The Chinese base in Djibouti is more than just an influential intelligence post or small port for some warships to dock at. Their base can hold upwards of 10,000 Chinese marines. At the far side of the Indian Ocean, the Indian government knows full well that this move was primarily directed at them, as they become a key ally for the United States in its budding competition with China. Australia in the South Pacific is becoming a similar factor for American grand strategy. In fact, last November American policymakers were quite vocal about their desire to create quadrilateral alliance between the U.S., Australia, India, and Japan in what the Trump Administration absurdly referred to as the, “Indo-Pacific.” Make no mistake: any potential Chinese base at Vanuatu would have comparable capabilities to its base in Djibouti. The point is to outflank both Australia and the United States.
Don’t forget: Australia has become a hub for United States Marines transiting into the region (in Darwin). What’s more, the United States has turned its protectorate of Guam into a massive island-fortress. By placing Chinese forces in Vanuatu, Guam will be outflanked and mostly surrounded by enemy forces. This is classic imperial geopolitics on the part of the Chinese.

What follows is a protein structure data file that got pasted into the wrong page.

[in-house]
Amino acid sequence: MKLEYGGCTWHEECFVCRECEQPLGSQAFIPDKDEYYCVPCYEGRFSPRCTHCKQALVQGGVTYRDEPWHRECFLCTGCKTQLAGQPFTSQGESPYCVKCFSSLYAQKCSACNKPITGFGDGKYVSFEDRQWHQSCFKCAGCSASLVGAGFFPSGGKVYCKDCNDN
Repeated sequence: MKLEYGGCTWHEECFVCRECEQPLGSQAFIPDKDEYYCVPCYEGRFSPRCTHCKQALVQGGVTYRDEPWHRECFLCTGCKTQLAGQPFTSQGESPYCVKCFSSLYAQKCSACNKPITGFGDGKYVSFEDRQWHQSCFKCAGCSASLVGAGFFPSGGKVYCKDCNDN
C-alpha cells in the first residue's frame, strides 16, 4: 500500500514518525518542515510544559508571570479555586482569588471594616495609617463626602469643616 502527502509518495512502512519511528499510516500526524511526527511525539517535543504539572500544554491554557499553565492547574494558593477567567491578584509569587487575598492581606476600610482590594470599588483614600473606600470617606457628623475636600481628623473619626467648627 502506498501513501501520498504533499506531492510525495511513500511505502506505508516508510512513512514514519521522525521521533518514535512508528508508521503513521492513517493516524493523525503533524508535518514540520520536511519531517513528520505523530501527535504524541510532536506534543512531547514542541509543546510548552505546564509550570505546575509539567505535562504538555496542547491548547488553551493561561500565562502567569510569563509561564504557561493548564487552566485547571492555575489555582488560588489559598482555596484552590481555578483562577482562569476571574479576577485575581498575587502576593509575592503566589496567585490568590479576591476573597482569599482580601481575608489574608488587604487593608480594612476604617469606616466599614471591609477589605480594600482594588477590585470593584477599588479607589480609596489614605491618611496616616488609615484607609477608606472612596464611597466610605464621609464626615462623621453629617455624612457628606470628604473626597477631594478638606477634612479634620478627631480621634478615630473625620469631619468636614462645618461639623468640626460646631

Even without the direct military implications, the Chinese presence on Vanuatu and throughout the island chains of the South Pacific would seriously undermine the political status quo there on the diplomatic front. Presently, the South Pacific islands are united along with Australia and New Zealand in the Pacific Islands Forum. While this group is not as influential as, say, ASEAN, it is an important part of Australian foreign policy. And, Australia has traditionally dominated this forum. However, as China’s presence in the region increases, it’s conceivable that the Chinese would desire an active role there.
The Australians need to figure out how they are going to respond. As it stands, they cannot look to the United States for any consistent backup, because the U.S. is simply far too distracted (just as it was during Obama’s ill-fated “pivot”) to be of any use. Australia is in China’s crosshairs and, if they’re not careful, they may find themselves in a position where they are quasi-vassal state of China, as Beijing extends its reach–and closes off the region to the West.
Canberra had also better pay closer attention to Chinese moves in the South Pacific. For, not only is Vanuatu up for grabs, but so too is Rabaul, on the island of New Britain in the country of Papua New Guinea. The Australians have not done a sufficient job of paying attention to their near-abroad and it may soon cost them dearly–and the United States. One thing is certain, however, China is intent on expanding its reach throughout the world–and they won’t tread lightly any longer.
We’d better get ready.